Ergeat Solomon remembers a time when she would host her relatives from Addis Ababa in her humble abode while they visited to enjoy the festivities of Ashanda. Although she did not have much, she would make sure everyone felt welcome, well fed, and enjoying themselves.
She would braid her daughters’ and niece’s hair to help them look the part of an Ashanda-ready young women. Her three daughters and three nieces would fill the house with songs and celebration, adorning those who gifted them, saying “the gifts are pouring like the rains of August; what his lordship has given me will be enough for a year”.
But that was before 2020.
Ergeat is now in the hospital, days after undergoing surgery that she claims she cannot afford. Her health has deteriorated as a result of her constant anxiety and struggle, with two of her sons fighting in the northern Ethiopian war.
The nieces who used to sing and play in her house are now anxious about her health and their inability to send money to her on time. With no source of income and the absurdly expensive cost of living in Mekelle, the vacation she once loved and adored is the furthest thing from her mind.
“Thank God, we’re still alive. This is how it is. Isn’t this life is about?” she says after months of radio silence, while talking to her nieces in Addis. She has no reason to celebrate, but she keeps hope nearby as a companion.
Ashenda, a festival of women, sisterhood, and female joy celebrated every August in Tigray and Amhara regions and by their people worldwide, was on the edge of being inscribed on the World Heritage List.
It combines physical ornamentation, music, and dance to celebrate the feminine form, with female participants receiving food, drinks, and money from the rest of the community.
Despite its religious origins in remembering the ascension of the Virgin Mary, the festival has long been a forum for gendered emancipation and the rejection of violence against women and girls.
“I recall coming to Mekelle for the summer and being overjoyed when the 16-day fast came to an end. I’d get my hair done, go to see my relatives, and get into all kinds of trouble. It used to be the highlight of my summer,” said Yokabed Aynalem reminiscing about the good old days, despite the tragedy her beloved city had suffered and continues to suffer.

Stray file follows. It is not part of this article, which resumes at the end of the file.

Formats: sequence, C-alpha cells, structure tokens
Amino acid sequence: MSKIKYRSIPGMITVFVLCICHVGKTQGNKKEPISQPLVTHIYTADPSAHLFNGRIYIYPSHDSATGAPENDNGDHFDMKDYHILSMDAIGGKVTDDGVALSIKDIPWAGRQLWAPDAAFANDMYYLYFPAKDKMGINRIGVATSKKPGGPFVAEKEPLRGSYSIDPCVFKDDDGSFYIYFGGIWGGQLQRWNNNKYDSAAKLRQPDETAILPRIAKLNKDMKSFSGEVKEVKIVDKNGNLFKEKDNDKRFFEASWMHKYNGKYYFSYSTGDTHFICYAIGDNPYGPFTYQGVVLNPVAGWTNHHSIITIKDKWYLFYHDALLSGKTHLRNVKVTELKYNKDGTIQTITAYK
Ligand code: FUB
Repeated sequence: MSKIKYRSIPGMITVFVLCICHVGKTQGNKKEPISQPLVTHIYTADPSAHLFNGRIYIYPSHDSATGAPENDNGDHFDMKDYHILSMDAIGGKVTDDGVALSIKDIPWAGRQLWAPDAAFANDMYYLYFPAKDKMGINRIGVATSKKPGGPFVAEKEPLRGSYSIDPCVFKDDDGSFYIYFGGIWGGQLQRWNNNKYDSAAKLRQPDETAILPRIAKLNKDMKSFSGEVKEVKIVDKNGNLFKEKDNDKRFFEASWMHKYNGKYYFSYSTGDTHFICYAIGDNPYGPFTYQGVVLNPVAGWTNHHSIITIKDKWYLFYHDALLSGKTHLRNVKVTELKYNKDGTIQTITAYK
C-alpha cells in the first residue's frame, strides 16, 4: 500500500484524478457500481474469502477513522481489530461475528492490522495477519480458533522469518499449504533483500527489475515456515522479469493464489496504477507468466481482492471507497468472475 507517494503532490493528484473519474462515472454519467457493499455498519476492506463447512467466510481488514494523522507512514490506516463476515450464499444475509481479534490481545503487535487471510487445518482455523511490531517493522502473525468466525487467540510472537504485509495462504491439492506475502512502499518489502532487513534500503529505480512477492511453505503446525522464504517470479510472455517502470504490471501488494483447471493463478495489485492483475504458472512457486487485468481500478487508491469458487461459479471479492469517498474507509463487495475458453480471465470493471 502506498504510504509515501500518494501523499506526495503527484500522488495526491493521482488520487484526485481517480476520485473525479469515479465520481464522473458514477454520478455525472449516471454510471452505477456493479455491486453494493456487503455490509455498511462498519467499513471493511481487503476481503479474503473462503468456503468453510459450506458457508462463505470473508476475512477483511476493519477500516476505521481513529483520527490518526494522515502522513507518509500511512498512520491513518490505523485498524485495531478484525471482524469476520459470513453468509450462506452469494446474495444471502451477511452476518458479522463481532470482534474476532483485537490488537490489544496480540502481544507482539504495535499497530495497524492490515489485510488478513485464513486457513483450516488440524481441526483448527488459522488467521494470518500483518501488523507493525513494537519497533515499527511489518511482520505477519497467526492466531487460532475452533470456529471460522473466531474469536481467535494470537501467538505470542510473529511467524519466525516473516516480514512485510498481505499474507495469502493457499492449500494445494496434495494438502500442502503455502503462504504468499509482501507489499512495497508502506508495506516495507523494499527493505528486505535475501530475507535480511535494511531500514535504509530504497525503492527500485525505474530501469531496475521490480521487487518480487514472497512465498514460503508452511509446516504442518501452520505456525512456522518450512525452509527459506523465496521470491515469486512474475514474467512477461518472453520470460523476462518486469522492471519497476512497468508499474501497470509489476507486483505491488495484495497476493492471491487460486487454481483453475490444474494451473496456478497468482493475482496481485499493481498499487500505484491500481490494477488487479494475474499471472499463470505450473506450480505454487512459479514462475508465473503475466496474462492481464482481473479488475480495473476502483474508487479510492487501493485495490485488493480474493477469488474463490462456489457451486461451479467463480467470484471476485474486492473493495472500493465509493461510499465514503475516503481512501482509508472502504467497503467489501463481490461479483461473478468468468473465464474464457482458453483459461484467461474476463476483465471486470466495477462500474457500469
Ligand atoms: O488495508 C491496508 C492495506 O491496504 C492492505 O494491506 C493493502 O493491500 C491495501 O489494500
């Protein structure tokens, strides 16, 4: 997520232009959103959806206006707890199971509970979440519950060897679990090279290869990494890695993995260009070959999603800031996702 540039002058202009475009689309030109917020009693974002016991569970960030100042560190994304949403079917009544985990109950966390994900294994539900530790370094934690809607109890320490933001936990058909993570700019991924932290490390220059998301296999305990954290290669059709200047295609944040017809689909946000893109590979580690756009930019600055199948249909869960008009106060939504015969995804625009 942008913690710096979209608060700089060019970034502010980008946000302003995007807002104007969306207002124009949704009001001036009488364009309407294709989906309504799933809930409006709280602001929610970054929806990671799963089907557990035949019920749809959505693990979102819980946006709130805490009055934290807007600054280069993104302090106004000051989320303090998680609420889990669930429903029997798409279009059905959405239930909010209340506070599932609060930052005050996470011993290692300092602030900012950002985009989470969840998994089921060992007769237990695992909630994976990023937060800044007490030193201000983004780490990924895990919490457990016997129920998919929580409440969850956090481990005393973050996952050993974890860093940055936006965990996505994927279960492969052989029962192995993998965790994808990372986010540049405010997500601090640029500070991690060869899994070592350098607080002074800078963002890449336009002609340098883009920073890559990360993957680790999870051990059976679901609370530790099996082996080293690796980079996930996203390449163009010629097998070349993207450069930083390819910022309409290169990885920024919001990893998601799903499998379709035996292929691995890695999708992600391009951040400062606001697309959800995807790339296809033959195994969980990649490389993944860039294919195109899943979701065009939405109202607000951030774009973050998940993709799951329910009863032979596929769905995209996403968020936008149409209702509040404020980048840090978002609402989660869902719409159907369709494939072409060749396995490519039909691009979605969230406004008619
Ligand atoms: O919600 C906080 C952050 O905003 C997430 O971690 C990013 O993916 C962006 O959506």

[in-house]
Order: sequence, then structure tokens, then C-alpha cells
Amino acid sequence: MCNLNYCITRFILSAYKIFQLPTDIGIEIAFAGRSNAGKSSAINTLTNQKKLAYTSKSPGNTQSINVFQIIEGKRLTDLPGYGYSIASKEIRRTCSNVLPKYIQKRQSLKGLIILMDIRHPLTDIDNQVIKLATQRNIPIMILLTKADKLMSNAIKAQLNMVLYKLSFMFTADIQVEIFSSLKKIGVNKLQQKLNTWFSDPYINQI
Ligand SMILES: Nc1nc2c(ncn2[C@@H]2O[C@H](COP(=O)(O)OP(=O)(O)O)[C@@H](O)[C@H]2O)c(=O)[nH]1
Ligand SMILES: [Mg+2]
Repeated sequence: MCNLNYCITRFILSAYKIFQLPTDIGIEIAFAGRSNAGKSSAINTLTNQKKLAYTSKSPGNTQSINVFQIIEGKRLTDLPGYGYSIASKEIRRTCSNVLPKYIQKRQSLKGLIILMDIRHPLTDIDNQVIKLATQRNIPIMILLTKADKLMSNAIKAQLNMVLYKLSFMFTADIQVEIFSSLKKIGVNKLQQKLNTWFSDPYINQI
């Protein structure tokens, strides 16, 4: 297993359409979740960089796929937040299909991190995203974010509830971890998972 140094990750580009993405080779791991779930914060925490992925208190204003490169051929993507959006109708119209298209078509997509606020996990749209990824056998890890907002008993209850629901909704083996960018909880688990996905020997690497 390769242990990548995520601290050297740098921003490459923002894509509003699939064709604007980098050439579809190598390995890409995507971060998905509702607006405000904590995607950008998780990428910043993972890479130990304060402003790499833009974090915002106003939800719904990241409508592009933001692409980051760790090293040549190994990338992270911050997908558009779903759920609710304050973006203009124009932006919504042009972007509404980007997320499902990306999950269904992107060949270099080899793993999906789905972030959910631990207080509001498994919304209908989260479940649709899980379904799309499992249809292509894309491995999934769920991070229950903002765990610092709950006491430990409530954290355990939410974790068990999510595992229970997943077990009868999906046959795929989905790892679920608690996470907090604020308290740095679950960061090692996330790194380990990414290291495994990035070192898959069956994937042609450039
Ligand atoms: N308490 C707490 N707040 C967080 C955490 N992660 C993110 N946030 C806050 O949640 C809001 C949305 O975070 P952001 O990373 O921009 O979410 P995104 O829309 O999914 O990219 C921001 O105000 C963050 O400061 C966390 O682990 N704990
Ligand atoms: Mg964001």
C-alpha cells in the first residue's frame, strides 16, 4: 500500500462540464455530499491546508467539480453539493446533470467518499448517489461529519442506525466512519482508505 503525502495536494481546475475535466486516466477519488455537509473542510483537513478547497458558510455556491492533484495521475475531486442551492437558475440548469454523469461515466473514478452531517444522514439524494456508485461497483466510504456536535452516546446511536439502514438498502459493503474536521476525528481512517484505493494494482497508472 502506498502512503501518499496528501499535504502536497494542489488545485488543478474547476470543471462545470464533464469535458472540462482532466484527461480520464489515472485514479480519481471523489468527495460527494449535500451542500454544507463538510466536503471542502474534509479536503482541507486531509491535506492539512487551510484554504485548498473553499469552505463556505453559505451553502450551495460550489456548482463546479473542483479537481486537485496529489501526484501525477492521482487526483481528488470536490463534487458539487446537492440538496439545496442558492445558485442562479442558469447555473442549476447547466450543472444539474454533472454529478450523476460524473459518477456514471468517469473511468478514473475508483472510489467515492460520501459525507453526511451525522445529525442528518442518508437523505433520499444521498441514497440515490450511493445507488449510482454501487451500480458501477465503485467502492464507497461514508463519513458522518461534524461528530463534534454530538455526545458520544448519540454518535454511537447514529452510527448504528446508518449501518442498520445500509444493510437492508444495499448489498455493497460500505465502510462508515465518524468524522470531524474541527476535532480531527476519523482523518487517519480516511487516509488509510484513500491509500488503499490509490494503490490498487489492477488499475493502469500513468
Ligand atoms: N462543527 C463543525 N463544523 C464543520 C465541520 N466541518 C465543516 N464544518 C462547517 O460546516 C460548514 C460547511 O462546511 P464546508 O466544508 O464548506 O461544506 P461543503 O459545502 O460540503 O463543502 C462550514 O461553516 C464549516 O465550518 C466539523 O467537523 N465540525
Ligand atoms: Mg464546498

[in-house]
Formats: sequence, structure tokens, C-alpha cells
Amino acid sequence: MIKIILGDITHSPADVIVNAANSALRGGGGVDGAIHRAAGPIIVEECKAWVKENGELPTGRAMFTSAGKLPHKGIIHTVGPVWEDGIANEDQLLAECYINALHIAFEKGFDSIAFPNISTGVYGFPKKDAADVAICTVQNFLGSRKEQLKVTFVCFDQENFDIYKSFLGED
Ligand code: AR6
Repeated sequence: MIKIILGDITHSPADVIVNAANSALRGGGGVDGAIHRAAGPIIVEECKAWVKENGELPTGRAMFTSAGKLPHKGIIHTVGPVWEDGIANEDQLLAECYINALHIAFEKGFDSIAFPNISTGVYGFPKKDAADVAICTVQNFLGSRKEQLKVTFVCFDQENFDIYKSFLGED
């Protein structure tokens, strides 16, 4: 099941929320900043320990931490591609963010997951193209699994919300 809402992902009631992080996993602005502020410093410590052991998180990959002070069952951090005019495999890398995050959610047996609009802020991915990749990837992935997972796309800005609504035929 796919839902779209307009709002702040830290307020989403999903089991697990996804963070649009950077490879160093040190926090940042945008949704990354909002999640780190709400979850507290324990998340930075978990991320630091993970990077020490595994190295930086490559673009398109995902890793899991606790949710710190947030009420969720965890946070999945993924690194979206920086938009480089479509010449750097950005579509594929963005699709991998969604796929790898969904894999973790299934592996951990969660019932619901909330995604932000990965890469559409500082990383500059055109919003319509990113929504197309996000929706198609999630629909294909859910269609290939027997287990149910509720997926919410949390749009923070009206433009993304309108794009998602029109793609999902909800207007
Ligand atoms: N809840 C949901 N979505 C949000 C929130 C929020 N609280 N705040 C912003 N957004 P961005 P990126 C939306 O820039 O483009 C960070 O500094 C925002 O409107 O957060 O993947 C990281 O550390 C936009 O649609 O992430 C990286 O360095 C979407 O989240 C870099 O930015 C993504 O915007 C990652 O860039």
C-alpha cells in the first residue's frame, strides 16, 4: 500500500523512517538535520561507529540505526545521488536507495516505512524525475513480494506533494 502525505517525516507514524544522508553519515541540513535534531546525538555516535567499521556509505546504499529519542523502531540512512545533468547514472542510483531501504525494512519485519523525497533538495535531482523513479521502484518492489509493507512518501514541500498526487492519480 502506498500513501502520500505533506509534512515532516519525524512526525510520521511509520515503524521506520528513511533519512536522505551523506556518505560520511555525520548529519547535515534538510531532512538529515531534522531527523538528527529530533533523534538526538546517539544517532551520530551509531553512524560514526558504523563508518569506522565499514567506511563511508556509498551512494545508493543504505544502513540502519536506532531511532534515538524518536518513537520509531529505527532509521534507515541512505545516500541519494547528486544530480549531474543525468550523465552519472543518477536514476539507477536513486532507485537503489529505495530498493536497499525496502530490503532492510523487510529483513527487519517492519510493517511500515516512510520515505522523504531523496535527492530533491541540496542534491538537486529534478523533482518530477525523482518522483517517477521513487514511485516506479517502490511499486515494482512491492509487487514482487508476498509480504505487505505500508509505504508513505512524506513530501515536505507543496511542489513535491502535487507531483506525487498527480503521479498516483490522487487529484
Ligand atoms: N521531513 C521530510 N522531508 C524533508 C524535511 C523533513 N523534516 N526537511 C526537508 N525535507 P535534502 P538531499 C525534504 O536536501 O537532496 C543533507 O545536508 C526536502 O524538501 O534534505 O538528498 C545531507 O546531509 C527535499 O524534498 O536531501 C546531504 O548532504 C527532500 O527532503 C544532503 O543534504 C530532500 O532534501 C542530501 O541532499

Before the catastrophe in Tigray, the celebrations extended all the way to Addis Ababa. People who used to attend the festivities had either immediate or extended relatives or are generally disheartened by their fellow citizens’ sufferings.
“I had planned to get my hair done, dress up, and do everything as a way of demonstrating solidarity and allowing the tradition to continue,” Lucy Haile said.
The war also hampered celebrations a year ago, but despite the pain, young women in refugee camps were reported to hold little parties that, if anything, exhibited resistance. The diaspora conducted small festivities in their homes, halls, and on the streets all across the world.
Ashenda emphasizes sisterhood and femininity, but it was permeated with gestures of togetherness, disobedience, and collective freedom during last year’s celebrations. Women and girls in Sudan’s Um Rakuba refugee camp danced, sang, and celebrated as a liminal community with love and enthusiasm.
Traditions and cultures are usually the manifestation of the philosophy of life for the community that owns them, but with the country’s current political scenario, smiles and festivities are dimming by the day.
What was once a cause for celebration is now a reminder of how difficult things have become.
A woman who requested anonymity stated that she is aware that people will celebrate it, and that they will do so for their own reasons. But she’s opting out of this one since doing so would seem like betraying her relatives there.
“I barely get to talk to my father because he does not have access to the internet. Our old neighborhood no longer resembles what it once was. Who knows how many of the individuals I played with are still alive. So rejoicing would feel weird to me right now “she said
Many others sit idly like her, trying to live their lives as normally as possible while spending every day in terror and misery surrounded by an environment that portrays normalcy.